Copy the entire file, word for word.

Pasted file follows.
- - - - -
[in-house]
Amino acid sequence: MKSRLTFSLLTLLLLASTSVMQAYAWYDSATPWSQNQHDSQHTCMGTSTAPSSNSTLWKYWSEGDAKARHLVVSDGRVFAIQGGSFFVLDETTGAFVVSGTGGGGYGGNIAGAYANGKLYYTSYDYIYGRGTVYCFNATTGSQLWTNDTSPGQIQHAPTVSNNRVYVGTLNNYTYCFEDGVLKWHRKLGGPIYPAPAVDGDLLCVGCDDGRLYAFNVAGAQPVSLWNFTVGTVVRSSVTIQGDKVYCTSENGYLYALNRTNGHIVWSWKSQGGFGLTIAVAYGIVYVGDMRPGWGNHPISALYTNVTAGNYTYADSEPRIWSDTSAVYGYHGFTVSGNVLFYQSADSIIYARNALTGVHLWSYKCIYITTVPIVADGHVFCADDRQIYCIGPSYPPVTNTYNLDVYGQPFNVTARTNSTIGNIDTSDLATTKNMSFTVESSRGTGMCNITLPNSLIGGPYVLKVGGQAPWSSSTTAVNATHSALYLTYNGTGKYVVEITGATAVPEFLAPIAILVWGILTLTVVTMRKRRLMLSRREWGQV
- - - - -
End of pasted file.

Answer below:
[in-house]
Amino acid sequence: MKSRLTFSLLTLLLLASTSVMQAYAWYDSATPWSQNQHDSQHTCMGTSTAPSSNSTLWKYWSEGDAKARHLVVSDGRVFAIQGGSFFVLDETTGAFVVSGTGGGGYGGNIAGAYANGKLYYTSYDYIYGRGTVYCFNATTGSQLWTNDTSPGQIQHAPTVSNNRVYVGTLNNYTYCFEDGVLKWHRKLGGPIYPAPAVDGDLLCVGCDDGRLYAFNVAGAQPVSLWNFTVGTVVRSSVTIQGDKVYCTSENGYLYALNRTNGHIVWSWKSQGGFGLTIAVAYGIVYVGDMRPGWGNHPISALYTNVTAGNYTYADSEPRIWSDTSAVYGYHGFTVSGNVLFYQSADSIIYARNALTGVHLWSYKCIYITTVPIVADGHVFCADDRQIYCIGPSYPPVTNTYNLDVYGQPFNVTARTNSTIGNIDTSDLATTKNMSFTVESSRGTGMCNITLPNSLIGGPYVLKVGGQAPWSSSTTAVNATHSALYLTYNGTGKYVVEITGATAVPEFLAPIAILVWGILTLTVVTMRKRRLMLSRREWGQV